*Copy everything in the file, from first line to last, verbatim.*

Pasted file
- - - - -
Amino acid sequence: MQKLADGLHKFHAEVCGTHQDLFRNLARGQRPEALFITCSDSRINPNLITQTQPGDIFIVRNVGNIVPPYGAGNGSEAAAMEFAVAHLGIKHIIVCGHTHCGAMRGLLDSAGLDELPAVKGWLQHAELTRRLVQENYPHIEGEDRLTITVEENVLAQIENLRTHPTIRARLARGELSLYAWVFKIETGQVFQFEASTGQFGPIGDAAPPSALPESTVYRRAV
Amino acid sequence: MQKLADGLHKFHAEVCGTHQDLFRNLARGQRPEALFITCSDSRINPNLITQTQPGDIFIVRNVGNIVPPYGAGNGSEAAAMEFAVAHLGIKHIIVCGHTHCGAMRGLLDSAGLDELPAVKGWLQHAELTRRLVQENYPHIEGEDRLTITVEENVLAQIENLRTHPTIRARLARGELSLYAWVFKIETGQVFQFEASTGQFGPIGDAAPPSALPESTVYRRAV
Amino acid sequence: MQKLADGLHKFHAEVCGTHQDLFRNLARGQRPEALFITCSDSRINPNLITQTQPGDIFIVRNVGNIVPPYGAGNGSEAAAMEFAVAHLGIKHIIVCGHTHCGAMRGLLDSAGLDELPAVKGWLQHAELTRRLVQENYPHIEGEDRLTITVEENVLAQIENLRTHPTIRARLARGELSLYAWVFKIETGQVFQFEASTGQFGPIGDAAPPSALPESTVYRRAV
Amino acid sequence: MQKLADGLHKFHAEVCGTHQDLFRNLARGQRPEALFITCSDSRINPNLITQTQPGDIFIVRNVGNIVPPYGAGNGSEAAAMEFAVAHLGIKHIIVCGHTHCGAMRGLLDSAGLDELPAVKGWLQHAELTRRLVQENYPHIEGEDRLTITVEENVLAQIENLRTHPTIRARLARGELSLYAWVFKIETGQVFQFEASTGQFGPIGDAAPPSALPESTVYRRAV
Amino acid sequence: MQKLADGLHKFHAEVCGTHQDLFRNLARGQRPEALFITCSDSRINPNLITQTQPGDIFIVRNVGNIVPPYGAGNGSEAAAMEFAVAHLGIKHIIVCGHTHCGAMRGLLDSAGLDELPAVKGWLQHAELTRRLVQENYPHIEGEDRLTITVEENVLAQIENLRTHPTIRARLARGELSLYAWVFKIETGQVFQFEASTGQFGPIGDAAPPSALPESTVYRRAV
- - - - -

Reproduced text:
Amino acid sequence: MQKLADGLHKFHAEVCGTHQDLFRNLARGQRPEALFITCSDSRINPNLITQTQPGDIFIVRNVGNIVPPYGAGNGSEAAAMEFAVAHLGIKHIIVCGHTHCGAMRGLLDSAGLDELPAVKGWLQHAELTRRLVQENYPHIEGEDRLTITVEENVLAQIENLRTHPTIRARLARGELSLYAWVFKIETGQVFQFEASTGQFGPIGDAAPPSALPESTVYRRAV
Amino acid sequence: MQKLADGLHKFHAEVCGTHQDLFRNLARGQRPEALFITCSDSRINPNLITQTQPGDIFIVRNVGNIVPPYGAGNGSEAAAMEFAVAHLGIKHIIVCGHTHCGAMRGLLDSAGLDELPAVKGWLQHAELTRRLVQENYPHIEGEDRLTITVEENVLAQIENLRTHPTIRARLARGELSLYAWVFKIETGQVFQFEASTGQFGPIGDAAPPSALPESTVYRRAV
Amino acid sequence: MQKLADGLHKFHAEVCGTHQDLFRNLARGQRPEALFITCSDSRINPNLITQTQPGDIFIVRNVGNIVPPYGAGNGSEAAAMEFAVAHLGIKHIIVCGHTHCGAMRGLLDSAGLDELPAVKGWLQHAELTRRLVQENYPHIEGEDRLTITVEENVLAQIENLRTHPTIRARLARGELSLYAWVFKIETGQVFQFEASTGQFGPIGDAAPPSALPESTVYRRAV
Amino acid sequence: MQKLADGLHKFHAEVCGTHQDLFRNLARGQRPEALFITCSDSRINPNLITQTQPGDIFIVRNVGNIVPPYGAGNGSEAAAMEFAVAHLGIKHIIVCGHTHCGAMRGLLDSAGLDELPAVKGWLQHAELTRRLVQENYPHIEGEDRLTITVEENVLAQIENLRTHPTIRARLARGELSLYAWVFKIETGQVFQFEASTGQFGPIGDAAPPSALPESTVYRRAV
Amino acid sequence: MQKLADGLHKFHAEVCGTHQDLFRNLARGQRPEALFITCSDSRINPNLITQTQPGDIFIVRNVGNIVPPYGAGNGSEAAAMEFAVAHLGIKHIIVCGHTHCGAMRGLLDSAGLDELPAVKGWLQHAELTRRLVQENYPHIEGEDRLTITVEENVLAQIENLRTHPTIRARLARGELSLYAWVFKIETGQVFQFEASTGQFGPIGDAAPPSALPESTVYRRAV